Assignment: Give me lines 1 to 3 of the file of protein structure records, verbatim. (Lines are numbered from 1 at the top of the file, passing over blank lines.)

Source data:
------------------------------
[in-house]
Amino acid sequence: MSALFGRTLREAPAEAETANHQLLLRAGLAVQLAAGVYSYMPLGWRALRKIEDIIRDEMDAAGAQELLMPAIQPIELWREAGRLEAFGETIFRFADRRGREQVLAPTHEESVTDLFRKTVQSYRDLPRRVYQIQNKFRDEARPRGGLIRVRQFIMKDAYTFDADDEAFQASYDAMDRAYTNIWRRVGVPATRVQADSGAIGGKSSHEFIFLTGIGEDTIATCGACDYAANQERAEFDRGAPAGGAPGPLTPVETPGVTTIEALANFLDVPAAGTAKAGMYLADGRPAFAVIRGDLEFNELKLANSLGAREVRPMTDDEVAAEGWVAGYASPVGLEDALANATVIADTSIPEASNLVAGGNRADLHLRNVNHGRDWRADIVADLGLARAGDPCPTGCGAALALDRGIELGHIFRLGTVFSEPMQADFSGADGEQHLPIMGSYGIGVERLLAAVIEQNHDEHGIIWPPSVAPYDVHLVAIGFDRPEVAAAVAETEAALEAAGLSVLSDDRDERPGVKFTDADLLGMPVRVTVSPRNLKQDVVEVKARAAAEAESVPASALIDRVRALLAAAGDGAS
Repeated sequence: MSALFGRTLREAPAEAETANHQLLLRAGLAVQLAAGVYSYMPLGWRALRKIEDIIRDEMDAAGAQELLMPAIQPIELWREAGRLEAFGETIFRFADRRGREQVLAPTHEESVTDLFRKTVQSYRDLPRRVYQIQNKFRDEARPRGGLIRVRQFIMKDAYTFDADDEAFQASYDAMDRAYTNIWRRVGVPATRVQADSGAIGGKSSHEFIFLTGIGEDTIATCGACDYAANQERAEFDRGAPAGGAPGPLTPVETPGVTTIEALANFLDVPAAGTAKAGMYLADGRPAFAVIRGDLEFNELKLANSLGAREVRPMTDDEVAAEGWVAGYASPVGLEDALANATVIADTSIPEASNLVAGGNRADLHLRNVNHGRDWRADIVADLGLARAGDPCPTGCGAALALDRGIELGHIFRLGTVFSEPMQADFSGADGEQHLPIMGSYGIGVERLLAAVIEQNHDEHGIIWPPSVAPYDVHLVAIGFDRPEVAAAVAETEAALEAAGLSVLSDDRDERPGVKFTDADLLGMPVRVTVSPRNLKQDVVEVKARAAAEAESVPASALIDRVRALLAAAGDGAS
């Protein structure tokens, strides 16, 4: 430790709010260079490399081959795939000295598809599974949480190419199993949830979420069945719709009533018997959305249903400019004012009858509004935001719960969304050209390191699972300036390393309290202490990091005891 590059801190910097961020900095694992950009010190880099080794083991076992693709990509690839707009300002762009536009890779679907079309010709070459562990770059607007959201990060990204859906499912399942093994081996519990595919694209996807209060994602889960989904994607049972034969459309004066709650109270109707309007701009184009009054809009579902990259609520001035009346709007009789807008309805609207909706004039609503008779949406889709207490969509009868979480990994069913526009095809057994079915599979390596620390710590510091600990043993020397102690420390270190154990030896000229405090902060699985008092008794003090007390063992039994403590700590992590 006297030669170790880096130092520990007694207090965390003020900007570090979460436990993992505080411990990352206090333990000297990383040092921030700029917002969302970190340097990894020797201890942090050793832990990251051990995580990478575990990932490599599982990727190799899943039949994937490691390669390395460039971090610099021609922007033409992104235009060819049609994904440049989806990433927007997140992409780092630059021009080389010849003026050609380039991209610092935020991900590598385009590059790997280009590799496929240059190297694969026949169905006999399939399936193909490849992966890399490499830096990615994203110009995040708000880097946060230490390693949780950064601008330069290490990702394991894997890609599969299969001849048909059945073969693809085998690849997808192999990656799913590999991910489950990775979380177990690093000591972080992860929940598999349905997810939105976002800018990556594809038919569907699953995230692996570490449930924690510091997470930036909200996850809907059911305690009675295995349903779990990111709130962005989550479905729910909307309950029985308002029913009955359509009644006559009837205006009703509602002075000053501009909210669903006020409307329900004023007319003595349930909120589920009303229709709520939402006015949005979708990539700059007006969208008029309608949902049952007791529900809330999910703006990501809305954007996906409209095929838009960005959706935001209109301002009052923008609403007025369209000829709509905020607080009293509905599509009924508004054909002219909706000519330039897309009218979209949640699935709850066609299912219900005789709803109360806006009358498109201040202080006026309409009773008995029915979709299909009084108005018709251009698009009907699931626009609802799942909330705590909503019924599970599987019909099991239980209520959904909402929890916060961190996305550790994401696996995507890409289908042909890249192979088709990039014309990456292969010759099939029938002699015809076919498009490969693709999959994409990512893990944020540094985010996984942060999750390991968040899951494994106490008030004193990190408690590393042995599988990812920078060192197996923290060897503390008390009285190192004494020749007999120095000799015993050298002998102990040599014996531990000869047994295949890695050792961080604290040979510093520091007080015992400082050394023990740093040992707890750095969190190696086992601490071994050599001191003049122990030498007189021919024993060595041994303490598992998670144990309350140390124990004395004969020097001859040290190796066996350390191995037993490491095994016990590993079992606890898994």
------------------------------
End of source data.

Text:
[in-house]
Amino acid sequence: MSALFGRTLREAPAEAETANHQLLLRAGLAVQLAAGVYSYMPLGWRALRKIEDIIRDEMDAAGAQELLMPAIQPIELWREAGRLEAFGETIFRFADRRGREQVLAPTHEESVTDLFRKTVQSYRDLPRRVYQIQNKFRDEARPRGGLIRVRQFIMKDAYTFDADDEAFQASYDAMDRAYTNIWRRVGVPATRVQADSGAIGGKSSHEFIFLTGIGEDTIATCGACDYAANQERAEFDRGAPAGGAPGPLTPVETPGVTTIEALANFLDVPAAGTAKAGMYLADGRPAFAVIRGDLEFNELKLANSLGAREVRPMTDDEVAAEGWVAGYASPVGLEDALANATVIADTSIPEASNLVAGGNRADLHLRNVNHGRDWRADIVADLGLARAGDPCPTGCGAALALDRGIELGHIFRLGTVFSEPMQADFSGADGEQHLPIMGSYGIGVERLLAAVIEQNHDEHGIIWPPSVAPYDVHLVAIGFDRPEVAAAVAETEAALEAAGLSVLSDDRDERPGVKFTDADLLGMPVRVTVSPRNLKQDVVEVKARAAAEAESVPASALIDRVRALLAAAGDGAS
Repeated sequence: MSALFGRTLREAPAEAETANHQLLLRAGLAVQLAAGVYSYMPLGWRALRKIEDIIRDEMDAAGAQELLMPAIQPIELWREAGRLEAFGETIFRFADRRGREQVLAPTHEESVTDLFRKTVQSYRDLPRRVYQIQNKFRDEARPRGGLIRVRQFIMKDAYTFDADDEAFQASYDAMDRAYTNIWRRVGVPATRVQADSGAIGGKSSHEFIFLTGIGEDTIATCGACDYAANQERAEFDRGAPAGGAPGPLTPVETPGVTTIEALANFLDVPAAGTAKAGMYLADGRPAFAVIRGDLEFNELKLANSLGAREVRPMTDDEVAAEGWVAGYASPVGLEDALANATVIADTSIPEASNLVAGGNRADLHLRNVNHGRDWRADIVADLGLARAGDPCPTGCGAALALDRGIELGHIFRLGTVFSEPMQADFSGADGEQHLPIMGSYGIGVERLLAAVIEQNHDEHGIIWPPSVAPYDVHLVAIGFDRPEVAAAVAETEAALEAAGLSVLSDDRDERPGVKFTDADLLGMPVRVTVSPRNLKQDVVEVKARAAAEAESVPASALIDRVRALLAAAGDGAS